My understanding, based upon Common Law in England & Wales, is once something is sent to a solicitor, it is subject to Legal Privilege.

If the solicitor is unable to open an emailed document, say because it is password protected with an unknown password, would the contents still be subject to Legal Privilege without being seen?

If the solicitor refused to store it on their email server, because it was unreadable, and they deleted the email, would it still have Legal Privilege?

For this question, assume that the sender knows the password and is happy to provide it at a future date, when they want their solicitor to view the document.

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    If the solicitor never read the document and deleted it, then it doesn't matter whether it has legal privilege. If the solicitor can't produce something, then there is likewise nothing for the privilege to protect.
    – phoog
    Commented Jan 8 at 22:11
  • @phoog What if I show my sent folder on Hotmail and prove I sent the document that the solicitor deleted? Commented Jan 12 at 23:27
  • That just shows that you sent it, if they don't have it they don't have it. So, what if what? Commented Jan 15 at 23:34
  • @MichaelHall I can somehow prove I sent this to my solicitor, even though he never received it because insert internet related catastrophe here or because the solicitor deleted it without even looking. Commented Jan 16 at 0:26
  • Yes, you can prove you sent it. What does that have to do with legal privilege? Commented Jan 16 at 0:30

1 Answer 1


It is not the electronic bytes of the attachment that has privileged status, it is the communication between attorney and client - i.e. the information and ideas contained within the document.

If an encoded document is not human readable, and/or it is subsequently deleted, then there has been no communication - no exchange of information between attorney and client. There would be no conversation, no statements, no evidence, opinions or legal strategy shared, no compelled testimony as to the (unknown) contents... in other words there is nothing to protect.

Note, however, that the attachment and its contents should be presumed to contain privileged information, and be treated in the same manner as an unopened letter. In other words, it should be safeguarded by the same means as any other attorney client communication under the assumption that a password will be provided later.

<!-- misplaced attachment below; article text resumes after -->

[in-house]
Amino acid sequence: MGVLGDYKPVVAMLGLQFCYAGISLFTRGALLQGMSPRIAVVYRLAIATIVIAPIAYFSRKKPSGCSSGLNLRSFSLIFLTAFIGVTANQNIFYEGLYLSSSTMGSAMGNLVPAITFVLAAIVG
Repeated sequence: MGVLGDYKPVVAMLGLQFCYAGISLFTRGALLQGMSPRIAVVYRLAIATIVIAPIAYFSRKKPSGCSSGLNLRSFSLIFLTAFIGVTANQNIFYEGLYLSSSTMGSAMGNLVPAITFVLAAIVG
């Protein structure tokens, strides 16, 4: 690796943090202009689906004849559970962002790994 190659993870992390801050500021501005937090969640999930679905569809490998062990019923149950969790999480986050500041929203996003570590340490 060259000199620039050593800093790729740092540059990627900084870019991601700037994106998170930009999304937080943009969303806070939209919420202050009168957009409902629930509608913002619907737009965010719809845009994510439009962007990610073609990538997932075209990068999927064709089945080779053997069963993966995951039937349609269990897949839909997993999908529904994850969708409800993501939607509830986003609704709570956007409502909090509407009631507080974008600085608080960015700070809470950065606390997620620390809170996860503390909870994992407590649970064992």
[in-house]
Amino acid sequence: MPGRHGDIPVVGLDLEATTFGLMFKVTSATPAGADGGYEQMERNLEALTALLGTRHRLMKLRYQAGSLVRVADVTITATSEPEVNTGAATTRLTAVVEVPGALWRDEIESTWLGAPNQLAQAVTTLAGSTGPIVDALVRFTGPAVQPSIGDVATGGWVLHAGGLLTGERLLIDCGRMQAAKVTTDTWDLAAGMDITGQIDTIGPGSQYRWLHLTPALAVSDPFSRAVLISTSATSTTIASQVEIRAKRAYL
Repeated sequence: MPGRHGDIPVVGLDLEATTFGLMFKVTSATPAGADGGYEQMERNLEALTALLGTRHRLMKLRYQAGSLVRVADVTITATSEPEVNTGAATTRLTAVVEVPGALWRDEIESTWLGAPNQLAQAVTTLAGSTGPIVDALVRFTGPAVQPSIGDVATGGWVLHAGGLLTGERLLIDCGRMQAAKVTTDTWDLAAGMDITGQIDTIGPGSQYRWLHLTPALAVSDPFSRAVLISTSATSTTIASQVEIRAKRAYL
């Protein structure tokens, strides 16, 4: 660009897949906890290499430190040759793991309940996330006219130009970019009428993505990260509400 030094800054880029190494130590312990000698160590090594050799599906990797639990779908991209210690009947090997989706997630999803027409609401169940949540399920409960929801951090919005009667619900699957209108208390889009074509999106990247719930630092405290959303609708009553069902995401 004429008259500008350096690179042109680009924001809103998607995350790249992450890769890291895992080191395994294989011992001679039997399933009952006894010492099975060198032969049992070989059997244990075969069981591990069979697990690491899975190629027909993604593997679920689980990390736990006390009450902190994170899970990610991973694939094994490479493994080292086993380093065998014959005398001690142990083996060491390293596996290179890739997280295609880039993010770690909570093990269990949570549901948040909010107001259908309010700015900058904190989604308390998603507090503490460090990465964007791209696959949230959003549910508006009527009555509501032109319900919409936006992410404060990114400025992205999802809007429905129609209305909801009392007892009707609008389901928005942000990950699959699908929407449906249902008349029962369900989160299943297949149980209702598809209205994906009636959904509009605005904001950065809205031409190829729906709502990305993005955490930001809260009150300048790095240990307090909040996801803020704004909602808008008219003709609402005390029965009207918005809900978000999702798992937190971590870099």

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    That's an interesting question. Most such requests, or requirements, are for a specific thing, and that thing would be clearly specified. (for example, phone records, DNA results, a photograph or video...) Without even knowing with the file contains how might a solicitor comply? Conversely, if any and all client/attorney communication, (including email) falls under legal privilege, why would anyone ever presume that an attachment, encrypted or not, might NOT qualify?! Commented Jan 8 at 22:00
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    @user5623335 It would almost surely be privileged subject to exceptions to the privilege (most notably the crime-fraud exception).
    – ohwilleke
    Commented Jan 8 at 23:53
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    @user5623335 It would be protected - just like an unopened letter would be.
    – Dale M
    Commented Jan 9 at 9:04
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    @DaleM, the unopened letter is a geat example. I may edit this into my answer ... Commented Jan 9 at 16:04
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    @user5623335 I wouldn't expect otherwise, but just wanted to clearly state the rule.
    – ohwilleke
    Commented Jan 12 at 23:41

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